After this, her ecstasies were practically continuous. She would almost never lay down. Her eyes were open, but she was not sensible to what she could see. She was likewise not sensible to being touched. This occurred in such a continuous manner that crowds from the surrounding countryside came to see her.

She was given a room in a convent operated by the Poor School Sisters. Here she lived in this manner for 30 years, and was said to always know when the words of consecration were spoken at Mass in the connected church.

Source: Shapcote, Emily Mary, Legends of the Blessed Sacrament (London, Burns & Oates) p.164.

December 20, 2018

The Living Summary of All God’s Love


This bread is the living summary of all God’s love for man. From Genesis to the prophets, from Exodus to the Apocalypse, everything is yearning towards this terrible mystery of God’s tragic love for man. God, who made himself present in the first covenant and yet more present in the Incarnation, becomes still more present in this mystery of the bread of life.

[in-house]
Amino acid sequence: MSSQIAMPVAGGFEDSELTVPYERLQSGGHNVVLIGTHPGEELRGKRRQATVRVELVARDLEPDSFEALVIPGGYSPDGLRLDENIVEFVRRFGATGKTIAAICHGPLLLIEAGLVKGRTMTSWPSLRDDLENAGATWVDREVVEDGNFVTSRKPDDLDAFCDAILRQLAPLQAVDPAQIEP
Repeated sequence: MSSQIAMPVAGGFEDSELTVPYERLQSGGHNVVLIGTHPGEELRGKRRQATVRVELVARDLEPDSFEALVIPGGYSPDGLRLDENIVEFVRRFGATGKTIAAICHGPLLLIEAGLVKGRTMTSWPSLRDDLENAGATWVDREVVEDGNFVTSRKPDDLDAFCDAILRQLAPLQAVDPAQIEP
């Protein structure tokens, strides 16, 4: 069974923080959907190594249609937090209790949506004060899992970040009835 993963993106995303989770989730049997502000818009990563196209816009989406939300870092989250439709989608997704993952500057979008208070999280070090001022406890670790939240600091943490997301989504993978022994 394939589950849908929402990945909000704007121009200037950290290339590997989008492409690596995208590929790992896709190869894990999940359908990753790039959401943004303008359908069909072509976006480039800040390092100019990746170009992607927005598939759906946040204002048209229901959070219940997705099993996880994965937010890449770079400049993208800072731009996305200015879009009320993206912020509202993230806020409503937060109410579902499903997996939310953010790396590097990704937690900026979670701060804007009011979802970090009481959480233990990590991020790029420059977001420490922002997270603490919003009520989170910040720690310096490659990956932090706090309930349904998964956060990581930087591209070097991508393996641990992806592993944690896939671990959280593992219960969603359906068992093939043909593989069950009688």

Source: McHugh, Joan Carter, My Daily Eucharist II, (Lake Forest, IL, Witness Ministries, 2004), entry for November 30, with an excerpt from The God Who Comes by Carlo Carretto.

December 19, 2018

Mary von Morl


Mary von Morl was born on October 10, 1812, in the town of Kaltern in what is now northern Italy. She was later known simply by the appellation “Estatica.”
At the age of 10, she received her first Holy Communion and not infrequently after that, fell into faints when receiving the Eucharist.

By 14, she was rising at 2:00 every morning to pray and engaged in fasting.

At 18, she experienced a very serious illness. It was then becoming ordinary for her to fall into an ecstasy following receipt of the Blessed Sacrament. On the Feast of the Purification, she had an ecstasy that lasted 12 hours, but was quite surprised when informed of the duration later, thinking herself it had only been a few moments since she had received Communion.